Pictured are Emergency Department medical director Dr. Rudolph Alvey, registered nurses Mayette Trudeau and Jane Traynor with the telestroke equipment in the Emergency Department.
The Minnesota Department of Health (MDH) has designated Regina Hospital as an acute stroke ready hospital.
Regina joins 77 Minnesota hospitals recognized for offering the gold standard in preparedness to stabilize stroke patients and administer life-saving medications.
"When it comes to stroke, time lost is brain lost," said MDH Commissioner of Health Dr. Ed Ehlinger. "That is why it is so crucial that all Minnesota hospitals are ready to deliver high-quality stroke care close to home."
The notification from MDH specifically commended the Regina Hospital’s stroke protocols, the systems around the activation of the stroke team and the commitment to stroke education with many opportunities for nursing and emergency department providers.
"The ability to deliver the highest quality care in the fastest possible time represents an accomplishment that is only possible by the teamwork and cooperation of Regina Hospital, Hastings Fire and Allina Health," said Dr. Rudolph Alvey, medical director of the Emergency Department at Regina Hospital. "The process involves expeditious care provided by our EMS crews, registration staff, nurses, lab techs, physicians, radiology team and a stroke neurologist at United Hospital who we connect with via video conferencing for every potential stroke case."
"We really want people to know the importance of coming to the Emergency Department as soon as possible when stroke-like symptoms occur," added Dr. Alvey. "The single most important factor in stroke situations is the timeliness of care."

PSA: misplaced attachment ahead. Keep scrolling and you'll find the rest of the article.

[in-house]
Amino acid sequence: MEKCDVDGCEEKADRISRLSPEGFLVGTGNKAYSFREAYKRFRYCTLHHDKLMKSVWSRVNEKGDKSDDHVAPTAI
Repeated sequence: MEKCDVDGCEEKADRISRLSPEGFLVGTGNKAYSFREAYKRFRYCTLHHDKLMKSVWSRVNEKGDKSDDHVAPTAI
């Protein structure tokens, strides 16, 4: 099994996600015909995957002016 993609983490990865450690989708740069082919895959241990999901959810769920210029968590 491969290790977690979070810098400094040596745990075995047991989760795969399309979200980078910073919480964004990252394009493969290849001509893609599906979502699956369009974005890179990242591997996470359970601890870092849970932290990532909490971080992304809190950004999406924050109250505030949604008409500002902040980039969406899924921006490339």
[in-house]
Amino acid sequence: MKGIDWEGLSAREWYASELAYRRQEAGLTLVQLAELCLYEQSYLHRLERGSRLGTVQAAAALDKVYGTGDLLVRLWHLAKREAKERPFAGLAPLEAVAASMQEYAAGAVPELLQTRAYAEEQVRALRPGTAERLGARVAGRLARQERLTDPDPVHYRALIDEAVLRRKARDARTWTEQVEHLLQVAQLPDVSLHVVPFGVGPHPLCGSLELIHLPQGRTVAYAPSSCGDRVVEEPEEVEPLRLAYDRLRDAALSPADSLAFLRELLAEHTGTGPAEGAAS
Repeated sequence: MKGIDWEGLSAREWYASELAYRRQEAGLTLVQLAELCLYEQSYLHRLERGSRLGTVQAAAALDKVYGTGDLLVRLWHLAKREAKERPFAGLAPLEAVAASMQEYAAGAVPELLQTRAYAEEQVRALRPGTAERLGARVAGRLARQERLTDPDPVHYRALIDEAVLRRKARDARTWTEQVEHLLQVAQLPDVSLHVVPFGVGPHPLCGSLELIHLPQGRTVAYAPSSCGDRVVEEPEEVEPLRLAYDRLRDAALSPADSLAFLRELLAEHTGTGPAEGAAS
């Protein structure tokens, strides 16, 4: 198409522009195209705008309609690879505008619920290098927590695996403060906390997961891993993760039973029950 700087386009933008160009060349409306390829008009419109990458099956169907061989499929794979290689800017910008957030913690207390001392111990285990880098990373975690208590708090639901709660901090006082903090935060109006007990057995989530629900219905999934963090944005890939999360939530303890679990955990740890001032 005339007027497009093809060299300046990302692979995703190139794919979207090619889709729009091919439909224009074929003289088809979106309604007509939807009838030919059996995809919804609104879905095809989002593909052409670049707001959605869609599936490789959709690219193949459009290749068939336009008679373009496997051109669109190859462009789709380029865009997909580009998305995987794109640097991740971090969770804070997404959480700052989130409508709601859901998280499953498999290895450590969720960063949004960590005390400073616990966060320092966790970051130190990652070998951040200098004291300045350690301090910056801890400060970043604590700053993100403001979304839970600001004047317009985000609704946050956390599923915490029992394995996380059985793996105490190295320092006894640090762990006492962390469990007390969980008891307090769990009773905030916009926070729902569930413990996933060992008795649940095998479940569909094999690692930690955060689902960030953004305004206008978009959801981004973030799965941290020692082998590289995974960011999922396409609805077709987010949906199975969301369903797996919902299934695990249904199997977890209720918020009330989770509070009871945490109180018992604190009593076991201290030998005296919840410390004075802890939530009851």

Stroke is one of the leading causes of death in Dakota County, according to the Healthy Dakota Initiative Community Health Assessment, a report produced by Dakota County Public Health in 2013.
While 18 Minnesota hospitals found in larger cities have been designated as comprehensive or primary stroke centers, many Minnesota residents live in more rural areas, away from these centers. MDH found that nearly one in three Minnesota stroke victims first receives care at a smaller, rural hospital, with more than one-third of Minnesotans living more than 60 minutes away from a primary stroke center. These facts highlight the importance of smaller hospitals, such as Hastings, becoming designated stroke-ready.
"Although Regina Hospital has participated in the Minnesota Stroke Registry since 2009, this is the first time the hospital has been awarded this three-year accreditation," said Regina Hospital interim president Jim McGlade. "It is a wonderful achievement and attaining this designation has involved considerable effort on the part of our stroke team, emergency department physicians and nurses and our quality improvement staff."
Use the mnemonic F.A.S.T. to recognize signs of a stroke and the action to take:
- F – Face drooping
- A – Arm weakness
- S – Speech difficulty
- T – Time to call 9-1-1
Learn more at allinahealth.org/stroke